As for 24fps movies, you either love the low motion resolution of the "film look" or you perceive it as unnatural and jerky. The only reason we have "adjusted" to it was the decision by Hollywood to cut costs on film stock back when the talkies were introduced. I can see the studio moguls asking "What is the lowest frame rate they will accept?"
If they actually PLACE more content on the discs, fine. Or more episodes. I'm tired of buying individual TV series DVDs for $30 that only have three episodes on the disc and no extras. :/
And if they could place more episodes on the discs, maybe they won't have to use thin cases in the box sets... so that someone can squeeze the box before I buy it and the prongs that hold the DVDs in the cases won't fall out when I open it.
I'd be for the dual-format discs, really - but will they cost more? I'll probably be sticking with regular DVDs for some time to come, as a personal preference, regardless.If cameras add ten pounds, why would people want to eat them?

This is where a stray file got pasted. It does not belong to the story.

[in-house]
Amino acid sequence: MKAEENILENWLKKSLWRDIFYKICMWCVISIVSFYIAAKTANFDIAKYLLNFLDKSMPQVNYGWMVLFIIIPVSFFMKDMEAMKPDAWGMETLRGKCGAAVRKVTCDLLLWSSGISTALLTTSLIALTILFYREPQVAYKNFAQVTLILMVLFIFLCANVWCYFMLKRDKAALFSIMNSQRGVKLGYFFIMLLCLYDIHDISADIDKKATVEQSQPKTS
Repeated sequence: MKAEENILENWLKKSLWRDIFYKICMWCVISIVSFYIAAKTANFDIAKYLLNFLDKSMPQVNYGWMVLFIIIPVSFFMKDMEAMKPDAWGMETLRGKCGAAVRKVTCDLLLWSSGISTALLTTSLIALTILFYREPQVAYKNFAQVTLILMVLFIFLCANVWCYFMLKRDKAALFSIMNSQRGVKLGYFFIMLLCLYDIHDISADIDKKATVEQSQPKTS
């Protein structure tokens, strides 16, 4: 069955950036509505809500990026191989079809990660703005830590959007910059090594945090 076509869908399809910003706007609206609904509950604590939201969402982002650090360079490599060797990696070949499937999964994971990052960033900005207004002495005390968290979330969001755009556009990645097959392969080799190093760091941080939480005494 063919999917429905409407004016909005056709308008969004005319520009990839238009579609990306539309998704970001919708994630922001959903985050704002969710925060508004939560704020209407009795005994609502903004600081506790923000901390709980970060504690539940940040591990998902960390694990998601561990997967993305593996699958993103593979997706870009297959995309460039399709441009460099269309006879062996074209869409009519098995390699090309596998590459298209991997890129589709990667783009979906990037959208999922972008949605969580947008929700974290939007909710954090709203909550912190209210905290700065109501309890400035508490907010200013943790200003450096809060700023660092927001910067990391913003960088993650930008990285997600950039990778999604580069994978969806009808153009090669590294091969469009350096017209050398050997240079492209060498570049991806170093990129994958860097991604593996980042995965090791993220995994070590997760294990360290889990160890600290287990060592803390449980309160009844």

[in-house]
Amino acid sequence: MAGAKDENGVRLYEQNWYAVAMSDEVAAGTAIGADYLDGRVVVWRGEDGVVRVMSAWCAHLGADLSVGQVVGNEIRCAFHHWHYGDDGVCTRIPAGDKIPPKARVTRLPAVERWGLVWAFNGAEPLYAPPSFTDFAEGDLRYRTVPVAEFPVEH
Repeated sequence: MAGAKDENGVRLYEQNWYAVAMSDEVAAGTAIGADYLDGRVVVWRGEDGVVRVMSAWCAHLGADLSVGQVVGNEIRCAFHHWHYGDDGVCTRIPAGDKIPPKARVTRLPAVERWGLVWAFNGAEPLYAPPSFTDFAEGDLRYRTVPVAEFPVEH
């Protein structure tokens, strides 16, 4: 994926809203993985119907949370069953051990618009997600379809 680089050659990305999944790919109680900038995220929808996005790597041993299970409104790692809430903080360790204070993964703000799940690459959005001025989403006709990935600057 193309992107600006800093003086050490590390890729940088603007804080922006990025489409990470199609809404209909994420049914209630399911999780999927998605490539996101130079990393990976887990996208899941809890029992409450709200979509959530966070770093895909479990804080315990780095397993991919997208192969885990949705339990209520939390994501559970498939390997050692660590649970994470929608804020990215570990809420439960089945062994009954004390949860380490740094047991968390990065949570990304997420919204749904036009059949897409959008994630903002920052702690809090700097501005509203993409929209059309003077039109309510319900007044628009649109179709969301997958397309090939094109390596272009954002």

With the rapid improvements in VC-1 and H.264 compression, they (i.e. "Hollywood") could have made 1080p/24 movies fit on current red laser, dual layer DVD technology within 9Mb/s (or 2.5 hrs at 8Mb/s). The players would only need the proper hardware decoders (similar to AvelLink DVD player). This would be adequate for most commercial movie release.
The big threat to these guys is high capacity recordable media. They have tried to control the high capacity optical media market and restrict playback of HD movies to encrypted optical technology.
The market is ripe for a new strategy from a new player to bypass all this optical nonsense. I still favor a download strategy to a home network with a pay schedule for 24 hr play, or repeated play without time limit.
edDV - exactamundo. 90% of the movies out there could fit on a DVD-9 in glorious 1080p and AVC/h264.
I'm just glad Hollywood started enticing us with HD titles such as "Flick" with Adam Sandler.
I heared "Ghost Dad" with Bill Cosby is in the queue.
They are rewarding us with their best future classics during this period when HDCP is turned off. The early bird gets the shaft.
http://en.wikipedia.org/wiki/High-Bandwidth_Digital_Content_ProtectionRecommends: Kiva.org - Loans that change lives.